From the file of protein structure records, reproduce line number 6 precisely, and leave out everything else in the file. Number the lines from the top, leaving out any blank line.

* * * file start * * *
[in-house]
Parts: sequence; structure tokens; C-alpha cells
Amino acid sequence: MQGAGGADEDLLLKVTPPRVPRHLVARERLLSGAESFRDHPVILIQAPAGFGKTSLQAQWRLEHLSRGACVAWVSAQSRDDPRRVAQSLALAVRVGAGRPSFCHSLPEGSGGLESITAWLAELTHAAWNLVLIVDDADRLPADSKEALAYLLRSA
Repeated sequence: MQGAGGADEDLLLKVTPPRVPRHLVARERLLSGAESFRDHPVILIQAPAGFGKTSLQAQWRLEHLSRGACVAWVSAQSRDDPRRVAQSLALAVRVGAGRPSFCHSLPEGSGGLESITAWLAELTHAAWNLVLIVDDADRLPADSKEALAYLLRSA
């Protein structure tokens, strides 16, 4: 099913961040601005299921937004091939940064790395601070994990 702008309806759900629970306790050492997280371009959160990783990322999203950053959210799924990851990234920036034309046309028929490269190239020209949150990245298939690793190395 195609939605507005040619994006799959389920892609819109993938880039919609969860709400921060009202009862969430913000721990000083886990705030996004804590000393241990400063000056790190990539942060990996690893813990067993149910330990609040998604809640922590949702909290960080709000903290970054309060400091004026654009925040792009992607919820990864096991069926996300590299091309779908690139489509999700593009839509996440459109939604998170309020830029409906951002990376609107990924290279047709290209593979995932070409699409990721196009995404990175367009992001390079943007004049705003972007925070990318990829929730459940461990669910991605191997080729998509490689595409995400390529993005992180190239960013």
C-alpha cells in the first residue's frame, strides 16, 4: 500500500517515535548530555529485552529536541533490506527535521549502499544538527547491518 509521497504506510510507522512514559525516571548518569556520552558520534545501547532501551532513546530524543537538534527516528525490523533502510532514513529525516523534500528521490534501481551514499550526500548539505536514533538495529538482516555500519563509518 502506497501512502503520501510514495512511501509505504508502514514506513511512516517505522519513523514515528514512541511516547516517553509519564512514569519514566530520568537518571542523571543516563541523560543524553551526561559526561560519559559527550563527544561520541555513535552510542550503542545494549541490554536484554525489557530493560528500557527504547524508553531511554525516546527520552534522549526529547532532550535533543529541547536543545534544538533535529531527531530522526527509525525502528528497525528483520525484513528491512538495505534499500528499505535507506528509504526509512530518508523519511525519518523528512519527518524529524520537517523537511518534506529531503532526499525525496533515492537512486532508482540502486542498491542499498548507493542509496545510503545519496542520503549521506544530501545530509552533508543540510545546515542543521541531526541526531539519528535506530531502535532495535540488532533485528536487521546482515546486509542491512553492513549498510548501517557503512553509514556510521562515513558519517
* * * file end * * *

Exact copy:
C-alpha cells in the first residue's frame, strides 16, 4: 500500500517515535548530555529485552529536541533490506527535521549502499544538527547491518 509521497504506510510507522512514559525516571548518569556520552558520534545501547532501551532513546530524543537538534527516528525490523533502510532514513529525516523534500528521490534501481551514499550526500548539505536514533538495529538482516555500519563509518 502506497501512502503520501510514495512511501509505504508502514514506513511512516517505522519513523514515528514512541511516547516517553509519564512514569519514566530520568537518571542523571543516563541523560543524553551526561559526561560519559559527550563527544561520541555513535552510542550503542545494549541490554536484554525489557530493560528500557527504547524508553531511554525516546527520552534522549526529547532532550535533543529541547536543545534544538533535529531527531530522526527509525525502528528497525528483520525484513528491512538495505534499500528499505535507506528509504526509512530518508523519511525519518523528512519527518524529524520537517523537511518534506529531503532526499525525496533515492537512486532508482540502486542498491542499498548507493542509496545510503545519496542520503549521506544530501545530509552533508543540510545546515542543521541531526541526531539519528535506530531502535532495535540488532533485528536487521546482515546486509542491512553492513549498510548501517557503512553509514556510521562515513558519517